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Competition Entries

Entries to the 2019 Data Visualization Competition are listed below. View each visualization in full by clicking the thumbnail image or the visualization title.

Undergraduate Student Entries

 

thumbnail image of Hibiol time tracking web app
“Hibiol – A time tracking web extension based on cognitive dissonance” by Kevin Su

“With the recent discussions surrounding misinformation and personal privacy, there has been escalating concern over the effects of the internet and the attention economy. In response, Apple introduced Screen Time with iOS 12 and Google released Digital Wellbeing for Android. Both help users visualize and self-impose limits on how much time they spend on their mobile devices. These aids, however, are often tucked away behind menus, reducing their accessibility. They also focus primarily on total time spent, making it difficult to see apps we are constantly distracted by but spend little time on. In addition, fixed time limits are very rigid compared to our more fluid behavior. To accommodate for this, time limit mechanisms often include easy bypasses which obviate their purpose.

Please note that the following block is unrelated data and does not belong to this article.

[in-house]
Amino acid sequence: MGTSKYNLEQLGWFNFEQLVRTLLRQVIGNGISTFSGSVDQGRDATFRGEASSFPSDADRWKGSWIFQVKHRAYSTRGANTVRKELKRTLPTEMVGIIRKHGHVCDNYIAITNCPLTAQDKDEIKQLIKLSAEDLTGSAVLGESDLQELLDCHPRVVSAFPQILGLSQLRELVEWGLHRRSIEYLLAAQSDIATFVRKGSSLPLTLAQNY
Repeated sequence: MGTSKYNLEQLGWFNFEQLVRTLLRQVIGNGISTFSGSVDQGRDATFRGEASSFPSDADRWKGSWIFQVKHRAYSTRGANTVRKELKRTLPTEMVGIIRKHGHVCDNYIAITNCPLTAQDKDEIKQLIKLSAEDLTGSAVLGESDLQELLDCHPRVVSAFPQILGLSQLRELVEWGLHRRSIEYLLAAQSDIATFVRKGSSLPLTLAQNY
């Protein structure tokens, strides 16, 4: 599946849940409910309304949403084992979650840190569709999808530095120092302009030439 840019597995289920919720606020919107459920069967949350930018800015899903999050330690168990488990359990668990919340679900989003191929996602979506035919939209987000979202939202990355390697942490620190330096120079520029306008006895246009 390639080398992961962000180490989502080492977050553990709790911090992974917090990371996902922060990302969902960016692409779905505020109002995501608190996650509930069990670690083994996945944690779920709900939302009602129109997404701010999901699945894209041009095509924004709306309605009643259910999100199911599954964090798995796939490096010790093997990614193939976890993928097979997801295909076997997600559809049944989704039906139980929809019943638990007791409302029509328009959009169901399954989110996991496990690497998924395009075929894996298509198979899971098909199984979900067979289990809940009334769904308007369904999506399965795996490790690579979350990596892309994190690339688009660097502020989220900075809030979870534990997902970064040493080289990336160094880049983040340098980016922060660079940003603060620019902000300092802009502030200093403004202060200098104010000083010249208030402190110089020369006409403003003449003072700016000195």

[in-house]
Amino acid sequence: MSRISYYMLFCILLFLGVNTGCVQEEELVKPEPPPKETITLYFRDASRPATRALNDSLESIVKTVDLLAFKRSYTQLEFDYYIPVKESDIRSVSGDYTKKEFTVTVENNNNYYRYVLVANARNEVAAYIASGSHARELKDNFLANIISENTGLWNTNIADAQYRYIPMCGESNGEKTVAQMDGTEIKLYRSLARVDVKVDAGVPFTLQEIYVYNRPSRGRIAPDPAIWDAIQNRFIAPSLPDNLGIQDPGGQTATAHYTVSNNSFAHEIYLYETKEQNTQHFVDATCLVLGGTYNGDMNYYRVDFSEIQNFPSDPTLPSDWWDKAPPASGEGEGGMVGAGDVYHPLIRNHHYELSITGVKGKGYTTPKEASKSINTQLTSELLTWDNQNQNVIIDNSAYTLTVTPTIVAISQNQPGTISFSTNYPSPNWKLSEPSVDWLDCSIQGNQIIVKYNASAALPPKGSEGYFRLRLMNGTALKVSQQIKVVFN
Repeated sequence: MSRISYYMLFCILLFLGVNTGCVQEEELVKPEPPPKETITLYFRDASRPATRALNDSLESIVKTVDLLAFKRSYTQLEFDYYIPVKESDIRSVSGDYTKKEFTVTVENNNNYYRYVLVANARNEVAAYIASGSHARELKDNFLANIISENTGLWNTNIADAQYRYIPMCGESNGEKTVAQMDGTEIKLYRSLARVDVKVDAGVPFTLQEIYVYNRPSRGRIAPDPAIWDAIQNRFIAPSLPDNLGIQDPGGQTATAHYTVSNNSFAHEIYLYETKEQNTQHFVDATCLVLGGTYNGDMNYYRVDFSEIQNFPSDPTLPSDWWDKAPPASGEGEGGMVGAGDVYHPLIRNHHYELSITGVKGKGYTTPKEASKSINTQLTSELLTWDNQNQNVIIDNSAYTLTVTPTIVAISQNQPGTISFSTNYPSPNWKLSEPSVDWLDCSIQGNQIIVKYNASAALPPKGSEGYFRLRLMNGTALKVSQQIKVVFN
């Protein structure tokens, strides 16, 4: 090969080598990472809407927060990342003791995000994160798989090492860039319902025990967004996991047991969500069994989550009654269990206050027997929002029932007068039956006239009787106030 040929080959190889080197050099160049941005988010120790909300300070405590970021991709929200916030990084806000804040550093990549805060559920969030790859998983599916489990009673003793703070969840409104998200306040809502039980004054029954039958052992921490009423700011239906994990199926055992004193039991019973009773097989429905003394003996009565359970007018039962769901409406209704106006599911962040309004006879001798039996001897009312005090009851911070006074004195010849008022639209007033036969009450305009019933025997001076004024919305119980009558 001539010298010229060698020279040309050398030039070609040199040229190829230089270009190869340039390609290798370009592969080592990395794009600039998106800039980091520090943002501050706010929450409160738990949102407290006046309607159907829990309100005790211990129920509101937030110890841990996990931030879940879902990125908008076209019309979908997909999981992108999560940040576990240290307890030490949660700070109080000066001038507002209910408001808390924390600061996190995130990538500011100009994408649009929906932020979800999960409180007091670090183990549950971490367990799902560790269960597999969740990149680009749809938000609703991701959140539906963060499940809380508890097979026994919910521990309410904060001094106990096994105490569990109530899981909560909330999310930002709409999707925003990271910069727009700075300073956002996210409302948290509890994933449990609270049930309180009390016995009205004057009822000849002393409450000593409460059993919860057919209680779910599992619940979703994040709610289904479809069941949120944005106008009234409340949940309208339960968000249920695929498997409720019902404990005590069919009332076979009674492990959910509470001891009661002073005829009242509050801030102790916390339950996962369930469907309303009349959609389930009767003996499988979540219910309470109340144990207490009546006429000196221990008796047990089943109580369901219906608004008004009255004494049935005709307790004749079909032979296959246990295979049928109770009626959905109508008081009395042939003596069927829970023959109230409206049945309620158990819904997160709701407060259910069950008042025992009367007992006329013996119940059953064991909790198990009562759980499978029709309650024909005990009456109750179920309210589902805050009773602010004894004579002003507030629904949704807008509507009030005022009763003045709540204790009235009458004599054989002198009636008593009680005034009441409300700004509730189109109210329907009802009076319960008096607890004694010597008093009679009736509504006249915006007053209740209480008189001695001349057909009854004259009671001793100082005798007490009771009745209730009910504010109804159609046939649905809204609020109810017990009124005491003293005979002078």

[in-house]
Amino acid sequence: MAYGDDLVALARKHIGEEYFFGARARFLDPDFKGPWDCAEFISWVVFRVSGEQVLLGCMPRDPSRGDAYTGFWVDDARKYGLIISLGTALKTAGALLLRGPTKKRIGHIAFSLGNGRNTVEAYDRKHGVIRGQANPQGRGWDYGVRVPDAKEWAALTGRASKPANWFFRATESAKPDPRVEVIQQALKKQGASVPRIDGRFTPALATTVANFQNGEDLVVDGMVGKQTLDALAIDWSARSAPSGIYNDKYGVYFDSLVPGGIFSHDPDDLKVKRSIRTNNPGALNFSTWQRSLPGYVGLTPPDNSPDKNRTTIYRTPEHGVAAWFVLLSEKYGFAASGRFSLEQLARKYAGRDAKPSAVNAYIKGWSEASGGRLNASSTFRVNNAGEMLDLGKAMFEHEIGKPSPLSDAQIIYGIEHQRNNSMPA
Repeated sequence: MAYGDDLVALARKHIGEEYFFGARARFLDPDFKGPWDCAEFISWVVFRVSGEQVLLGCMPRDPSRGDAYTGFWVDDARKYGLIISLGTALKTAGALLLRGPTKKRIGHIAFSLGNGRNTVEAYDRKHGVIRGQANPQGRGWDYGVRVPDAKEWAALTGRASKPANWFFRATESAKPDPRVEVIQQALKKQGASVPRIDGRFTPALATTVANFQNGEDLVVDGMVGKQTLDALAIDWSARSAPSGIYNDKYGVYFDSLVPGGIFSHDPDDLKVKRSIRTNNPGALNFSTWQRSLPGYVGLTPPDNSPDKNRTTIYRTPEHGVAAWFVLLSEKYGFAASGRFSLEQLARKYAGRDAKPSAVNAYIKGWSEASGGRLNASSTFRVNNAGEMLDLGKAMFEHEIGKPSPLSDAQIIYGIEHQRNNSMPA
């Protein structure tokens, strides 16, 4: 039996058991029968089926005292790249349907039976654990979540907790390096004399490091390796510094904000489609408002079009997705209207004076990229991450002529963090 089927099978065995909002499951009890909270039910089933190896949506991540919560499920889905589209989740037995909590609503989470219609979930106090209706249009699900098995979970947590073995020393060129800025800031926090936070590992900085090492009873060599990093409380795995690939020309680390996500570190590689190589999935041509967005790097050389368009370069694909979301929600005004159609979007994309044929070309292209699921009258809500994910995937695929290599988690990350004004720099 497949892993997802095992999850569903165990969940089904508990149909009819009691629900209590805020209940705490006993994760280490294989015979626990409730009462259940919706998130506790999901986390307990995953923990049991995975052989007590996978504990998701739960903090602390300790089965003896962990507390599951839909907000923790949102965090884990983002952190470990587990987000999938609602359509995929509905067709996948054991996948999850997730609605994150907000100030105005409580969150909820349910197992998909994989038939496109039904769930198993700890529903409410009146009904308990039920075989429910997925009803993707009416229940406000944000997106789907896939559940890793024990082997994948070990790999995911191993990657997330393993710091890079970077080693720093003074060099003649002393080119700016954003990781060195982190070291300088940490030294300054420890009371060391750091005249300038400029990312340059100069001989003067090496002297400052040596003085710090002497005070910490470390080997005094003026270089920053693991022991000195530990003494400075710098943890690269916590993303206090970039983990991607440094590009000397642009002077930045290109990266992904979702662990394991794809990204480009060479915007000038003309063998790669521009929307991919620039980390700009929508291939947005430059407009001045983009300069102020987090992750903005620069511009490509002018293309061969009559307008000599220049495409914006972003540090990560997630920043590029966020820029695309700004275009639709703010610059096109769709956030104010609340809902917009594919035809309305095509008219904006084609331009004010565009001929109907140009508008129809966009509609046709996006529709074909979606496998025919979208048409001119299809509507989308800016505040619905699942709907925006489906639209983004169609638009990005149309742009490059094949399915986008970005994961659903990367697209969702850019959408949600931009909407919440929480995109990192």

Hibiol visualizes your browsing history in your browser’s new tab page. A timeline displays information for today and a day within the past week. For both days, the 3 websites you spend the most time on and the 2 websites you visit most frequently are shown.

Instead of using onerous interventions, Hibiol uses high data visibility to create a consistent cognitive dissonance-based feedback loop. This lets us frequently adjust our expectations and actions to be consistent with one another.

(Acknowledgements)
KOSHO TSUBOI DESIGN: Magic Calendar
Leon Festinger: Theory of Cognitive Dissonance”

 

thumnail of Mortality rate due to unsafe water compared to life expectancy and health expenditure
“Mortality rate due to unsafe water compared to life expectancy and health expenditure” by Sueun Choi